This month, 191 nations will honor (and maybe mend) a pact that's saving the atmosphere's ozone layer. The 20th anniversary of the Montreal treaty, however, not only marks a win in phasing out ozone-depleting chemicals used in coolants, it's a model for more action on global warming.
The 1987 treaty has worked well to prevent more of the sun's ultraviolet rays from striking Earth. So well in fact that the United States is proposing at this week's anniversary-gathering in Montreal to move up one of the treaty's deadlines. It wants to end the substitute use of a family of chemicals, known as hydrochlorofluorocarbons, or HCFCs.
Back when the treaty took effect in 1987, this form of chlorine was pushed as a transitional replacement for far more damaging chlorofluorocarbons, or CFCs, that had been used in refrigerators, fire extinguishers, and other products since the 1930s. Under the treaty, 95 percent of CFCs have been phased out in richer nations while in poorer nations, more than half of CFC use has ended.
But while the newer chemicals (HCFCs) deplete ozone to a small degree, scientists have since proven that their use also produces a byproduct 12,000 times more powerful as a heat-trapping agent than carbon dioxide. They are thus a contributor to that other atmosphere-altering problem, global warming.
In addition, chemical companies such as DuPont – which invented CFCs – have created substitutes for HCFCs that have little or no effect on the protective, stratospheric ozone. The new substitutes would further close the "holes" created in the ozone layer, mainly above the poles.
But another big reason to phase out HCFCs more quickly, as the US proposes, is to improve the Kyoto Protocol, and thus perhaps help the drive for a successor treaty.
Under the 1997 Kyoto treaty, a company in a participating developed country can forgo cleaning up its own carbon pollution by paying for a project in another country that will contribute to a slowing of carbon output. One popular source of such "carbon credits" is building incinerators to destroy a byproduct made during the manufacture of HCFCs.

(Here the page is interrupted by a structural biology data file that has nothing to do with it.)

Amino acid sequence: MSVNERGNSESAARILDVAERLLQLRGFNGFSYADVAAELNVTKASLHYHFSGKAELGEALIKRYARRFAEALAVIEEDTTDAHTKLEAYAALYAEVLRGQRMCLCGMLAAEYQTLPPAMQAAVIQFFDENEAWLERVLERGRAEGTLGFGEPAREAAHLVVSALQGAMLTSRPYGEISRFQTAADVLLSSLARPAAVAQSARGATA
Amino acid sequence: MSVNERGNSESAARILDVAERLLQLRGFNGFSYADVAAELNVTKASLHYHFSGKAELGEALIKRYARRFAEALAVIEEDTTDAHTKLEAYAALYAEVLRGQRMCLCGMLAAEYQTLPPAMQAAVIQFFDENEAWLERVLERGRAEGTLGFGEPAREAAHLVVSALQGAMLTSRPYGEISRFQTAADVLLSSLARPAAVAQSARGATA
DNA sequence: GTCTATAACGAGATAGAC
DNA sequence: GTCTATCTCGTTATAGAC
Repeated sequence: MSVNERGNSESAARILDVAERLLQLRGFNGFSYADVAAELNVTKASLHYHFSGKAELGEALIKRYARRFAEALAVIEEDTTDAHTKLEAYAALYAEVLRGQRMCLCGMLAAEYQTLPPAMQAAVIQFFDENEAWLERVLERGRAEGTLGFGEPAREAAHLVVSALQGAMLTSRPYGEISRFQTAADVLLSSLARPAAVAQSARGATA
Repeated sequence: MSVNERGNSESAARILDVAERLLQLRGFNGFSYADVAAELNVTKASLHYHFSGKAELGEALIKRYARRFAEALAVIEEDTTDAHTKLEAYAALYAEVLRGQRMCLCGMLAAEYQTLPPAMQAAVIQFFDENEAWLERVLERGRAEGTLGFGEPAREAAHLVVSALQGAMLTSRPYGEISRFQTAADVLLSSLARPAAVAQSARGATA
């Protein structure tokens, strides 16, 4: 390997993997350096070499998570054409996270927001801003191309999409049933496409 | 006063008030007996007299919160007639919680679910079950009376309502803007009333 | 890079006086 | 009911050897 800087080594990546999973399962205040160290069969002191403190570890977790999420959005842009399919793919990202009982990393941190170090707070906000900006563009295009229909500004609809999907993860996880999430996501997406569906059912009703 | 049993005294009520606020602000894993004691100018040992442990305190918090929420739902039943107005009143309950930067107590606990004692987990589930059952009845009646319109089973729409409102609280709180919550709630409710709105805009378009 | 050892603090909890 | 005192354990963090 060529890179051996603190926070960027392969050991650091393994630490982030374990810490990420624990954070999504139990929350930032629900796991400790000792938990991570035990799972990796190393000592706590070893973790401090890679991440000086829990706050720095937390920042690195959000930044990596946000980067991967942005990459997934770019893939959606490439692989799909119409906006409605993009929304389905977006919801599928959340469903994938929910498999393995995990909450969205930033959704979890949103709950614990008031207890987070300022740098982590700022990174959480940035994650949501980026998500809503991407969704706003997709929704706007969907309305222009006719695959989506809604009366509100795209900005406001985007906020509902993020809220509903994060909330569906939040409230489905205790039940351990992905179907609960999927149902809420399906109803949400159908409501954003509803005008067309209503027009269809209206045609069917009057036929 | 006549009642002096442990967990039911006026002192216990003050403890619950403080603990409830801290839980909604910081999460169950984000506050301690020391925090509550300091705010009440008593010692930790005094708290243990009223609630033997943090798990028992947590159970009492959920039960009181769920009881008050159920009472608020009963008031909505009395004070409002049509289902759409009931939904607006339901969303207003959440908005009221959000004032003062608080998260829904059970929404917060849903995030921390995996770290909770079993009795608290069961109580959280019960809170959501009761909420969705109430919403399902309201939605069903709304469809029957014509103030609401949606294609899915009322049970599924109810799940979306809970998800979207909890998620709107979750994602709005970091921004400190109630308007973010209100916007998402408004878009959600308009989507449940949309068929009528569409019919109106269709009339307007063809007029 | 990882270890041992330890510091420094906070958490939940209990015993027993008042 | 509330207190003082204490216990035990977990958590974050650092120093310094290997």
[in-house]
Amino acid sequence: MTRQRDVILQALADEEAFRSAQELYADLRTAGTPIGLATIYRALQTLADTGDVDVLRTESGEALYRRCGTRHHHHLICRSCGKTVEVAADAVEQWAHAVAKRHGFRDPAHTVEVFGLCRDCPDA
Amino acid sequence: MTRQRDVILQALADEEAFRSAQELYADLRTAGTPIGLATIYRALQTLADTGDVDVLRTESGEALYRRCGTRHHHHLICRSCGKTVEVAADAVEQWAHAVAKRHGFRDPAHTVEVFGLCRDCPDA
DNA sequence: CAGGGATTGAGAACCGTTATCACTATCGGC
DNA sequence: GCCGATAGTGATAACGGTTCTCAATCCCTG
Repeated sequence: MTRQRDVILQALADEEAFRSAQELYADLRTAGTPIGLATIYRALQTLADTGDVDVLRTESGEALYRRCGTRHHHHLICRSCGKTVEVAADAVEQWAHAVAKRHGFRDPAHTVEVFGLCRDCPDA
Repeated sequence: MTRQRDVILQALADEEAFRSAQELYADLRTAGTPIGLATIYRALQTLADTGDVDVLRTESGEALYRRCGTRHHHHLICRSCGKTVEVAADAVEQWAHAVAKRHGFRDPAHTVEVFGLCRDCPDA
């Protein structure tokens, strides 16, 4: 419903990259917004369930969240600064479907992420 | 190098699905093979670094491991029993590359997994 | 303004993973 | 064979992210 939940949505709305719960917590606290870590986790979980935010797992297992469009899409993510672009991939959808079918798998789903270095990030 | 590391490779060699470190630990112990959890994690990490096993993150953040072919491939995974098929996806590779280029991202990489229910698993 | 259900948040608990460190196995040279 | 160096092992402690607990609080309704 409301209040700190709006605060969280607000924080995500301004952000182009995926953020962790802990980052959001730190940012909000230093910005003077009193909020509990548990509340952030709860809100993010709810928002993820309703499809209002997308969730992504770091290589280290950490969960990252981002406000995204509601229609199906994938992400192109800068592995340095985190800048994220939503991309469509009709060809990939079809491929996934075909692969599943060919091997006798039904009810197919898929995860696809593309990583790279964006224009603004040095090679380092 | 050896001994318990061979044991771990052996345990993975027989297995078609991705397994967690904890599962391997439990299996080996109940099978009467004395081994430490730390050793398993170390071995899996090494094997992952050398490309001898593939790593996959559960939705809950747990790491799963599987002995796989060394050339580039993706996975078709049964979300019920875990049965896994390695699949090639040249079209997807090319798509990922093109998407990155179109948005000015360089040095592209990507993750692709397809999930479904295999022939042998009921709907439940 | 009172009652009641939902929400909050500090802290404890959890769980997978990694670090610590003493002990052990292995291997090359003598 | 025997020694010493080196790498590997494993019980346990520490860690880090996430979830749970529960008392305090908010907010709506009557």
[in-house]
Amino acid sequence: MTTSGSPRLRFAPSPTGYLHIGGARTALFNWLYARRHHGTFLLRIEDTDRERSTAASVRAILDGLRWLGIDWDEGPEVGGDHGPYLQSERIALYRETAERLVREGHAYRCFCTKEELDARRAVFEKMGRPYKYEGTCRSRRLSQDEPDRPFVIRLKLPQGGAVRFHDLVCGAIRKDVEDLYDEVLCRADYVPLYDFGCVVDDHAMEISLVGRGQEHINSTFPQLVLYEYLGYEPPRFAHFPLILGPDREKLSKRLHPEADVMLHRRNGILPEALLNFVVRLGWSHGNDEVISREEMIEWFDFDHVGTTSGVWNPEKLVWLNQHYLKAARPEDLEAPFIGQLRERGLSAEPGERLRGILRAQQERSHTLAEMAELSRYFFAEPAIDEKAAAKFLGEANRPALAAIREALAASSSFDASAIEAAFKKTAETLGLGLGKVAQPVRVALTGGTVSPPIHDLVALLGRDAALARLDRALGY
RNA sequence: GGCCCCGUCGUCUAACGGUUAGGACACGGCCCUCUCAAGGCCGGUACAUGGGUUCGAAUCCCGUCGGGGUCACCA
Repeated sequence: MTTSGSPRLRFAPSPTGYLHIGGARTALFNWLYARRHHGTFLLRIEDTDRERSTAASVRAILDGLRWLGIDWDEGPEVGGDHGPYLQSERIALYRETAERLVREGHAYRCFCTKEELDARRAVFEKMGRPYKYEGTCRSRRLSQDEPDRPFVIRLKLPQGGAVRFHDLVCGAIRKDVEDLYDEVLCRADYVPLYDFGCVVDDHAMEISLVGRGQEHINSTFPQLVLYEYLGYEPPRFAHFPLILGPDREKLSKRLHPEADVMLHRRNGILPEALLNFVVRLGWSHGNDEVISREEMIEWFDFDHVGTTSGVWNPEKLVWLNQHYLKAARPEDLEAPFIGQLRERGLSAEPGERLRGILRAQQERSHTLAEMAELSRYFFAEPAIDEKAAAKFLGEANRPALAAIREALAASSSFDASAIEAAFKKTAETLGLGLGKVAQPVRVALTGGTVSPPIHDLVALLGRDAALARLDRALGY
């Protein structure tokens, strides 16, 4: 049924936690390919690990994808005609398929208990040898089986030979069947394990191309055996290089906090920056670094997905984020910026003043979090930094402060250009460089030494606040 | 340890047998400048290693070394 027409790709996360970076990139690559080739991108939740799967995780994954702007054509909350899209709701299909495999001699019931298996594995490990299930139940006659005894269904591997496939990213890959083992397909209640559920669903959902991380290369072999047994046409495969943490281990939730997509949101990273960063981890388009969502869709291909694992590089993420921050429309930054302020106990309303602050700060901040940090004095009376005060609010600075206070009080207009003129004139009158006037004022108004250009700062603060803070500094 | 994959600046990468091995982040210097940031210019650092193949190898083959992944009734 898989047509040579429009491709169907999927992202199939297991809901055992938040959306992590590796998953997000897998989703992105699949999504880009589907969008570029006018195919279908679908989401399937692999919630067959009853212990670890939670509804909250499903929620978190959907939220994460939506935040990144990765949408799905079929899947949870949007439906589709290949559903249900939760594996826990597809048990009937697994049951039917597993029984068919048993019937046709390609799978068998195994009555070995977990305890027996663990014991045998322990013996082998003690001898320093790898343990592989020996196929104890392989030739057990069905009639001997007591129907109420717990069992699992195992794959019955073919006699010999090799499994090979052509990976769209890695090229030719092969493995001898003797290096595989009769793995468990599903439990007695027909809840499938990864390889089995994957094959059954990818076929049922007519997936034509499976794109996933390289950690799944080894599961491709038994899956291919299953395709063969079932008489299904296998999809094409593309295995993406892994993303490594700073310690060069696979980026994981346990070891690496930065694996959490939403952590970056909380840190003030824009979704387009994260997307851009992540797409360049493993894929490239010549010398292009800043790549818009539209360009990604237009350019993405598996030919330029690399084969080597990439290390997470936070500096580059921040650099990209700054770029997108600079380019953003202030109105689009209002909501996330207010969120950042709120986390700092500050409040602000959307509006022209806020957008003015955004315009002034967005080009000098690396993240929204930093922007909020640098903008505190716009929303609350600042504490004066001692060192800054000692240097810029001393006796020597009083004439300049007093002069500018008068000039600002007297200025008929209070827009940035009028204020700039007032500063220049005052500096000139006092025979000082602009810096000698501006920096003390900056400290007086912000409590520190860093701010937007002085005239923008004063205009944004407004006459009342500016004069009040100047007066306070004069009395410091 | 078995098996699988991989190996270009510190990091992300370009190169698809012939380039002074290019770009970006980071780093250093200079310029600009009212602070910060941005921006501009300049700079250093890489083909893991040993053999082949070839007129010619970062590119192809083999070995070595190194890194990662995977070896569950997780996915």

China has reportedly earned more than $4 billion so far in credits from companies in Europe and Japan by burning the byproduct, known as HFC-22. That gives China a perverse incentive to keep making HCFCs. And these relatively inexpensive credits for the incinerators are pricing out better types of carbon credits.
China now wants to adjust the Montreal pact so it can continue to sell credits for HCFC plants. It also opposes the US proposal that would move up the deadline for an HCFC-phaseout to the year 2030 from 2040 for developing countries.
To prevent the perverse pecuniary application of both treaties, the loopholes in both the Kyoto and Montreal treaties obviously need to be fixed.
In addition, nations not party to Kyoto need to study the lessons of the Montreal treaty, which may be the world's most successful environmental pact. It was a global effort, albeit one targeted at only a few industries with little impact on consumers. But it was one that saved untold numbers of lives.
Gratitude for that treaty's effects can compel solutions for a new one on global warming.